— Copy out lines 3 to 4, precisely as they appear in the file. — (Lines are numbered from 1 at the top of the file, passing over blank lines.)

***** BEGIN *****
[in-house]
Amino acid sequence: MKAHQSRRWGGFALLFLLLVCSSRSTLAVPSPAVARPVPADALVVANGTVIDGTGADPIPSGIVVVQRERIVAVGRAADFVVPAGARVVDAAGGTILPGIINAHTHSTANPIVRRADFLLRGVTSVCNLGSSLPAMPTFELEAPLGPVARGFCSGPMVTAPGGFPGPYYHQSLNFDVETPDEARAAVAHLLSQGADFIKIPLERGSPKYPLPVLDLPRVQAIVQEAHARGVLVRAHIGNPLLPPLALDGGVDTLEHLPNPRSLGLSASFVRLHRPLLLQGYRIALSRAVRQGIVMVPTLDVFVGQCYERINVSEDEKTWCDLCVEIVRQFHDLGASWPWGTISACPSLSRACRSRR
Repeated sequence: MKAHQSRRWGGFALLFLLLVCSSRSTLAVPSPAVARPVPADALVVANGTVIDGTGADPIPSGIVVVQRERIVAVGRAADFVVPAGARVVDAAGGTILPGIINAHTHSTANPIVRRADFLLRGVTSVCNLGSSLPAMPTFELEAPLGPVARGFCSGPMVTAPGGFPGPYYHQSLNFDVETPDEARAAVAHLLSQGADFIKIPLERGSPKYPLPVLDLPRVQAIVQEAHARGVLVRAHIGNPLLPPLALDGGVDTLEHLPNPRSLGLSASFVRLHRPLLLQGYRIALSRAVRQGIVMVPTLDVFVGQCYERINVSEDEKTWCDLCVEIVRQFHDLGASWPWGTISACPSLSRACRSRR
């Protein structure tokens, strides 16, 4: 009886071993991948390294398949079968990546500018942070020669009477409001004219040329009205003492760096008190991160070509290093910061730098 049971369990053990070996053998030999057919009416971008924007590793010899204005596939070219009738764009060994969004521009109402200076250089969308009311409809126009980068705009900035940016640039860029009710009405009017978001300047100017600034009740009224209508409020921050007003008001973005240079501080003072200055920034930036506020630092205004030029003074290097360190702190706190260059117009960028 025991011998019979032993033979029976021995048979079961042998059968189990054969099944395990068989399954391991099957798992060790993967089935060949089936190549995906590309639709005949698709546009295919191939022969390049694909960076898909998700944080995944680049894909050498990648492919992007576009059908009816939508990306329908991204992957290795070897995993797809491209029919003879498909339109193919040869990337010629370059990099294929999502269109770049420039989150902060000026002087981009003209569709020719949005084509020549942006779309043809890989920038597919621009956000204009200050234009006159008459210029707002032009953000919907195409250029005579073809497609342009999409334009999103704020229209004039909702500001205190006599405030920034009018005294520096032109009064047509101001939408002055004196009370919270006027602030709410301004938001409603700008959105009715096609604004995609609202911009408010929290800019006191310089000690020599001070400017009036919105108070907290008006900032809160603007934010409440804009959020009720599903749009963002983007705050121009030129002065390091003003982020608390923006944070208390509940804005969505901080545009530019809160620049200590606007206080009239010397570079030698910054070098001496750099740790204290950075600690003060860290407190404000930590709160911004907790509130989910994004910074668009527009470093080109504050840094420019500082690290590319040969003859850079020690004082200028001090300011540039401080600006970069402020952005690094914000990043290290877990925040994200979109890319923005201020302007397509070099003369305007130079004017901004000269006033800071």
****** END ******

Repeated sequence: MKAHQSRRWGGFALLFLLLVCSSRSTLAVPSPAVARPVPADALVVANGTVIDGTGADPIPSGIVVVQRERIVAVGRAADFVVPAGARVVDAAGGTILPGIINAHTHSTANPIVRRADFLLRGVTSVCNLGSSLPAMPTFELEAPLGPVARGFCSGPMVTAPGGFPGPYYHQSLNFDVETPDEARAAVAHLLSQGADFIKIPLERGSPKYPLPVLDLPRVQAIVQEAHARGVLVRAHIGNPLLPPLALDGGVDTLEHLPNPRSLGLSASFVRLHRPLLLQGYRIALSRAVRQGIVMVPTLDVFVGQCYERINVSEDEKTWCDLCVEIVRQFHDLGASWPWGTISACPSLSRACRSRR
């Protein structure tokens, strides 16, 4: 009886071993991948390294398949079968990546500018942070020669009477409001004219040329009205003492760096008190991160070509290093910061730098 049971369990053990070996053998030999057919009416971008924007590793010899204005596939070219009738764009060994969004521009109402200076250089969308009311409809126009980068705009900035940016640039860029009710009405009017978001300047100017600034009740009224209508409020921050007003008001973005240079501080003072200055920034930036506020630092205004030029003074290097360190702190706190260059117009960028 025991011998019979032993033979029976021995048979079961042998059968189990054969099944395990068989399954391991099957798992060790993967089935060949089936190549995906590309639709005949698709546009295919191939022969390049694909960076898909998700944080995944680049894909050498990648492919992007576009059908009816939508990306329908991204992957290795070897995993797809491209029919003879498909339109193919040869990337010629370059990099294929999502269109770049420039989150902060000026002087981009003209569709020719949005084509020549942006779309043809890989920038597919621009956000204009200050234009006159008459210029707002032009953000919907195409250029005579073809497609342009999409334009999103704020229209004039909702500001205190006599405030920034009018005294520096032109009064047509101001939408002055004196009370919270006027602030709410301004938001409603700008959105009715096609604004995609609202911009408010929290800019006191310089000690020599001070400017009036919105108070907290008006900032809160603007934010409440804009959020009720599903749009963002983007705050121009030129002065390091003003982020608390923006944070208390509940804005969505901080545009530019809160620049200590606007206080009239010397570079030698910054070098001496750099740790204290950075600690003060860290407190404000930590709160911004907790509130989910994004910074668009527009470093080109504050840094420019500082690290590319040969003859850079020690004082200028001090300011540039401080600006970069402020952005690094914000990043290290877990925040994200979109890319923005201020302007397509070099003369305007130079004017901004000269006033800071």